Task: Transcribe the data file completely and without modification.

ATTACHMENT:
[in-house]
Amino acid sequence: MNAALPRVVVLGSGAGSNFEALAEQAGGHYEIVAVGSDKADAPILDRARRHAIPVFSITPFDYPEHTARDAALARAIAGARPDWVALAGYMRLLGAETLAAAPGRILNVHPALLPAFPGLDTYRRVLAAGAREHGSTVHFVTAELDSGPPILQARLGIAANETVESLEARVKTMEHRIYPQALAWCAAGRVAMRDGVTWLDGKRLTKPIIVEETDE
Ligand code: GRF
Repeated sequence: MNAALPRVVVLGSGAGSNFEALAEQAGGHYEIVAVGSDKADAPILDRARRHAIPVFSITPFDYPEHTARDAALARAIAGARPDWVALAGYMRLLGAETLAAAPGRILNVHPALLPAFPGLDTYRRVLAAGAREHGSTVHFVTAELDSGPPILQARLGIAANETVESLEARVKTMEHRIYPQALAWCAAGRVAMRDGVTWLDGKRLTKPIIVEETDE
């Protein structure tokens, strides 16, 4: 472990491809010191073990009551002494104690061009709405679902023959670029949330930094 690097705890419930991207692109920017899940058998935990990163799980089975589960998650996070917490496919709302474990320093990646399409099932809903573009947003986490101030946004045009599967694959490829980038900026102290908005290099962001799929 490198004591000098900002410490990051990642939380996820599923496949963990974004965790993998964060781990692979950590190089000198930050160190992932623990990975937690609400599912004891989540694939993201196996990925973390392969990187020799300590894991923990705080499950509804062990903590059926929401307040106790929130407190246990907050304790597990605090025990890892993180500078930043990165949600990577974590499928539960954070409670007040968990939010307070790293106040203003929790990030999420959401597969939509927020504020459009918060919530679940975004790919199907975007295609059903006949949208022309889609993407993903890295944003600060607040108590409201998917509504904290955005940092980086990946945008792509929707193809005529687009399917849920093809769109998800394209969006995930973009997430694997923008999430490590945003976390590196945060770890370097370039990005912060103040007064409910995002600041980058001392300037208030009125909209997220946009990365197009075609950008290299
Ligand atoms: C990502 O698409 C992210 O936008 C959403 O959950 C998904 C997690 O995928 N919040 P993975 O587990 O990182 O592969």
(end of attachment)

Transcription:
[in-house]
Amino acid sequence: MNAALPRVVVLGSGAGSNFEALAEQAGGHYEIVAVGSDKADAPILDRARRHAIPVFSITPFDYPEHTARDAALARAIAGARPDWVALAGYMRLLGAETLAAAPGRILNVHPALLPAFPGLDTYRRVLAAGAREHGSTVHFVTAELDSGPPILQARLGIAANETVESLEARVKTMEHRIYPQALAWCAAGRVAMRDGVTWLDGKRLTKPIIVEETDE
Ligand code: GRF
Repeated sequence: MNAALPRVVVLGSGAGSNFEALAEQAGGHYEIVAVGSDKADAPILDRARRHAIPVFSITPFDYPEHTARDAALARAIAGARPDWVALAGYMRLLGAETLAAAPGRILNVHPALLPAFPGLDTYRRVLAAGAREHGSTVHFVTAELDSGPPILQARLGIAANETVESLEARVKTMEHRIYPQALAWCAAGRVAMRDGVTWLDGKRLTKPIIVEETDE
């Protein structure tokens, strides 16, 4: 472990491809010191073990009551002494104690061009709405679902023959670029949330930094 690097705890419930991207692109920017899940058998935990990163799980089975589960998650996070917490496919709302474990320093990646399409099932809903573009947003986490101030946004045009599967694959490829980038900026102290908005290099962001799929 490198004591000098900002410490990051990642939380996820599923496949963990974004965790993998964060781990692979950590190089000198930050160190992932623990990975937690609400599912004891989540694939993201196996990925973390392969990187020799300590894991923990705080499950509804062990903590059926929401307040106790929130407190246990907050304790597990605090025990890892993180500078930043990165949600990577974590499928539960954070409670007040968990939010307070790293106040203003929790990030999420959401597969939509927020504020459009918060919530679940975004790919199907975007295609059903006949949208022309889609993407993903890295944003600060607040108590409201998917509504904290955005940092980086990946945008792509929707193809005529687009399917849920093809769109998800394209969006995930973009997430694997923008999430490590945003976390590196945060770890370097370039990005912060103040007064409910995002600041980058001392300037208030009125909209997220946009990365197009075609950008290299
Ligand atoms: C990502 O698409 C992210 O936008 C959403 O959950 C998904 C997690 O995928 N919040 P993975 O587990 O990182 O592969």